➢ Desirability of the commitment to those beliefs
➢ Seriousness with which such statements were made
➢ Inferences that may be drawn from
surrounding circumstances
—In re Westchester County Medical Center ex rel. O’Connor
Futility of Treatment
➢ Physician recognizes effect of treatment will be
of no benefit to the patient.
➢ Morally, a physician has a duty to inform the
patient when there is little likelihood
of success.
➢ Determination as to futility of medical care is a
scientific decision.
Do-Not-Resuscitate Orders
➢ Do-not-resuscitate (DNR) orders written by a
physician indicate that in the event of cardiac or
respiratory arrest no resuscitative measures
should be used to revive the patient.
➢ Competent patients make their own DNR
Withholding and Withdrawal
of Treatment
➢ Withholding of treatment
➢ Decision not to initiate treatment or medical
intervention for the patient
➢ Withdrawal of treatment
➢ Decision to discontinue treatment or medical
interventions for the patient when death is
imminent and cannot be prevented by
available treatment
Withholding and Withdrawal
of Treatment (cont’d)
➢ Considerations
➢ Patient is in a terminal condition and there is a
reasonable expectation of imminent death of
the patient.
➢ Patient is in a non-cognitive state with no reasonable
possibility of regaining cognitive function.
➢ Restoration of cardiac function will last for
brief period.
➢ Mercy killing of hopelessly ill, injured,
or incapacitated
➢ Active euthanasia
➢ Intentional commission of an act, such as giving
patient lethal drug
➢ Passive euthanasia
➢ Occurs when life-saving treatment (such as a
respirator) is withdrawn or withheld
Euthanasia (cont’d)
➢ Voluntary euthanasia
➢ Occurs when suffering incurable patient makes
decision to die
➢ Involuntary euthanasia
➢ Occurs when a person other than incurable makes
decision to terminate life of an incompetent or a
non-consenting competent person’s life
➢ Why
➢ Why Not
➢ How
➢ Who
➢ Where
➢ When
Issues Regarding Euthanasia
➢ If lawful

Long-term ramifications

What about abortions?
➢ Right to die
➢ Civil wrong: Negligence
➢ Criminal offense


Physician-Assisted Suicide
➢ Michigan and assisted suicide
➢ Oregon’s Death with Dignity Act of 1994
➢ U.S. Supreme Court, unanimous and separate

Prohibition of assisted suicide ruled constitutional

Assisted suicide law ruled constitutional
➢ States permitting assisted suicide

Oregon, Washington, and Vermont
Advance Directives
➢ Instructions specifying what actions should be taken in
event the individual becomes incapacitated and can no
longer make healthcare decisions due
to incapacity
➢ Obligation to make preferences known

Patients have an obligation to make care preferences known.

Uncertainty as to patient’s desires should be resolved in favor of
preserving life.
Advance Directives
Living Will
➢ Instrument or legal document that describes
those treatments an individual wishes or does
not wish to receive should he or she become
incapacitated and unable to communicate
treatment decisions
Advance Directives
Healthcare Proxy
➢ Legal document that allows a person to appoint
a healthcare agent to make treatment decisions
in the event he or she becomes incapacitated and
is unable to make decisions for himself or herself
Advance Directives
Durable Power of Attorney
➢ Legal device that permits one individual, known
as the “principal,” to give to another person,
called the “attorney-in-fact,” the authority to act
on his or her behalf
Advance Directives
Surrogate Decision Making
➢ Agent who acts on behalf of a patient who
lacks the capacity to participate in a
particular decision
➢ Substituted judgment

Form of surrogate decision making where surrogate
attempts to establish what decision the patient would have
made if that patient were competent to do so
Advance Directives
➢ Legal mechanism by which the court
declares a person incompetent and appoints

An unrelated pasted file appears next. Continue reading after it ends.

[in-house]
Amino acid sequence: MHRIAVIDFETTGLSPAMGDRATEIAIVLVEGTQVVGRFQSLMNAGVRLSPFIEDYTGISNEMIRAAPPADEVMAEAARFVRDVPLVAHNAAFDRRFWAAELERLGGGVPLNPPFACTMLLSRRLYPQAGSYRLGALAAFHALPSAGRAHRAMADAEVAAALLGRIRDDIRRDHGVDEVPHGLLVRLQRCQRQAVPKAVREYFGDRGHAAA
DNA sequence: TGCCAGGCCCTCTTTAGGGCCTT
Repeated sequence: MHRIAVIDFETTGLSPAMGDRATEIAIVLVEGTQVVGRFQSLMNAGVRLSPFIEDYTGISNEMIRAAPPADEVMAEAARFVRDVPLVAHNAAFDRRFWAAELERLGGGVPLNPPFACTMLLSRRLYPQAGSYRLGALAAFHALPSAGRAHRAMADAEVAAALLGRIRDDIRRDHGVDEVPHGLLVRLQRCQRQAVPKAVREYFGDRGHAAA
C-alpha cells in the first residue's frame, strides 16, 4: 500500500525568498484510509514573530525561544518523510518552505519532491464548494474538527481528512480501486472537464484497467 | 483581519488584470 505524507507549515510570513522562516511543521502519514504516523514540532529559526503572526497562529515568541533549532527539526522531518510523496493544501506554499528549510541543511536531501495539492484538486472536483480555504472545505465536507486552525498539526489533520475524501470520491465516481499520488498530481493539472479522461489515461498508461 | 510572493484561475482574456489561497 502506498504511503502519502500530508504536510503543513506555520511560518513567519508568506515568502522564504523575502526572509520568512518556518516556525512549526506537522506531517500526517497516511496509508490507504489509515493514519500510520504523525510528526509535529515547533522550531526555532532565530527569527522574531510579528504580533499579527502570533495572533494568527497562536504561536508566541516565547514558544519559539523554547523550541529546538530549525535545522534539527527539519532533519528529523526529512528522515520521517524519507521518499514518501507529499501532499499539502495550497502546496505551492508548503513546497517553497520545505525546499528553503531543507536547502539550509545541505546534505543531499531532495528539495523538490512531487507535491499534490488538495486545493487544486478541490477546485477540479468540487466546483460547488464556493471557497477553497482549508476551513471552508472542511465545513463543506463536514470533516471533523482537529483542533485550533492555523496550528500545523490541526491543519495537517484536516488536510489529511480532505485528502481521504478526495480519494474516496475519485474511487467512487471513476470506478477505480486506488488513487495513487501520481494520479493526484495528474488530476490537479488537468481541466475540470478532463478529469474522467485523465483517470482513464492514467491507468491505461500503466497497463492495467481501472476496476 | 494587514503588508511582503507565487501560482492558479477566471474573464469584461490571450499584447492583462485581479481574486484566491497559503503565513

a guardian
➢ Autopsy consent statutes
➢ Authorization by the decedent
➢ Authorization by someone other than
Autopsy (cont’d)
➢ Scope and extent of consent
➢ Fraudulently obtained consent
➢ Unclaimed dead bodies
Organ Donations
➢ Federal regulations require hospitals to have, and
implement, written protocols regarding
organization’s organ procurement.
➢ Regulations impose notification duties
concerning informing families of potential
➢ Discretion and sensitivity should be used in
dealing with families.
Organ Donations (cont’d)
➢ Educating hospital staff on variety of issues involved
with donation matters, in order to facilitate timely
donation and transplantation
➢ Who lives? Who dies? Who decides?
➢ Determination of death
➢ Uniform Anatomical Gift Act
➢ Failure to obtain consent
Research, Experimentation, and
Clinical Trials
➢ Institutional Review Board
➢ Informed consent
➢ Research bill of rights and duty to warn
➢ Failure to obtain informed consent
Research, Experimentation, and
Clinical Trials (cont’d)
➢ Patents delay research
➢ Food and Drug Administration (FDA)
➢ Nursing facilities
➢ Patient understood the risks
Human Genetics
➢ Describes the study of inheritance as it occurs in
human beings
➢ Genetic markers
➢ DNA sequences with a known location on a
chromosome that can be used to identify specific
cells and diseases, as well as individuals
and species
Genetic Information
Nondiscrimination Act (2008)
➢ Prohibits discrimination on the basis of genetic
information with respect to the availability of
health insurance and employment
Stem Cell Research
➢ Embryonic stem cells are used to create organs
and various body tissues.
➢ Opponents argue that use of stem cells is a slippery
slope to reproductive cloning and fundamentally
devalues the worth of a human being.
➢ Medical researchers argue it is necessary to pursue
embryonic stem cell research because the resultant
technologies could have significant medical potential.
Review Questions
1. Describe how patient autonomy has been impacted by
case law and legislative enactments.
2. Discuss the following concepts: preservation of life with
limits, euthanasia, advance directives, futility of
treatment, withholding and withdrawal of treatment,
and do-not-resuscitate orders.
3. Explain end-of-life issues as they relate to autopsy, organ
donations, research experimentation, and clinical trials.
Review Questions (cont’d)
4. Describe how human genetics and stem cell research can
have an impact on end-of-life issues.
5. Discuss the importance of genetic markers.
6. Explain the reason the Genetic Information
Nondiscrimination Act was enacted.